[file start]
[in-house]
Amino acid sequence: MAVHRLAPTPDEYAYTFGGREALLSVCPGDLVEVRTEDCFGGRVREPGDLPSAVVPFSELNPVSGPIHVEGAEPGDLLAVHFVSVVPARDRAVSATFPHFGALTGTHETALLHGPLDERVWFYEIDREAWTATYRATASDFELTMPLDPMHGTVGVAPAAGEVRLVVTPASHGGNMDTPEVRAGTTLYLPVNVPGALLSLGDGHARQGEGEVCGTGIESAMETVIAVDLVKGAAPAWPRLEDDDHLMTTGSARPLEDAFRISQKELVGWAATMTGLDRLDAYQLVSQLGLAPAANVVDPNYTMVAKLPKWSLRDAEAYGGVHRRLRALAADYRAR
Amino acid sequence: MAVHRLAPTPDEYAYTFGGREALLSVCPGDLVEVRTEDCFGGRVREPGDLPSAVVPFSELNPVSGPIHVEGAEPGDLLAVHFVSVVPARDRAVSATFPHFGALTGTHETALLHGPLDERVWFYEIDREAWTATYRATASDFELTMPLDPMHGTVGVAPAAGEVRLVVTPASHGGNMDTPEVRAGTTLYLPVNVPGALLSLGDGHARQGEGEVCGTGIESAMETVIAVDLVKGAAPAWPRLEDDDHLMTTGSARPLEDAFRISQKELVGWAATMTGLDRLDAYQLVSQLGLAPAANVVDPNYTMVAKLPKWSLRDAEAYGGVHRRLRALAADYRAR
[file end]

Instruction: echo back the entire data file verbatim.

[in-house]
Amino acid sequence: MAVHRLAPTPDEYAYTFGGREALLSVCPGDLVEVRTEDCFGGRVREPGDLPSAVVPFSELNPVSGPIHVEGAEPGDLLAVHFVSVVPARDRAVSATFPHFGALTGTHETALLHGPLDERVWFYEIDREAWTATYRATASDFELTMPLDPMHGTVGVAPAAGEVRLVVTPASHGGNMDTPEVRAGTTLYLPVNVPGALLSLGDGHARQGEGEVCGTGIESAMETVIAVDLVKGAAPAWPRLEDDDHLMTTGSARPLEDAFRISQKELVGWAATMTGLDRLDAYQLVSQLGLAPAANVVDPNYTMVAKLPKWSLRDAEAYGGVHRRLRALAADYRAR
Amino acid sequence: MAVHRLAPTPDEYAYTFGGREALLSVCPGDLVEVRTEDCFGGRVREPGDLPSAVVPFSELNPVSGPIHVEGAEPGDLLAVHFVSVVPARDRAVSATFPHFGALTGTHETALLHGPLDERVWFYEIDREAWTATYRATASDFELTMPLDPMHGTVGVAPAAGEVRLVVTPASHGGNMDTPEVRAGTTLYLPVNVPGALLSLGDGHARQGEGEVCGTGIESAMETVIAVDLVKGAAPAWPRLEDDDHLMTTGSARPLEDAFRISQKELVGWAATMTGLDRLDAYQLVSQLGLAPAANVVDPNYTMVAKLPKWSLRDAEAYGGVHRRLRALAADYRAR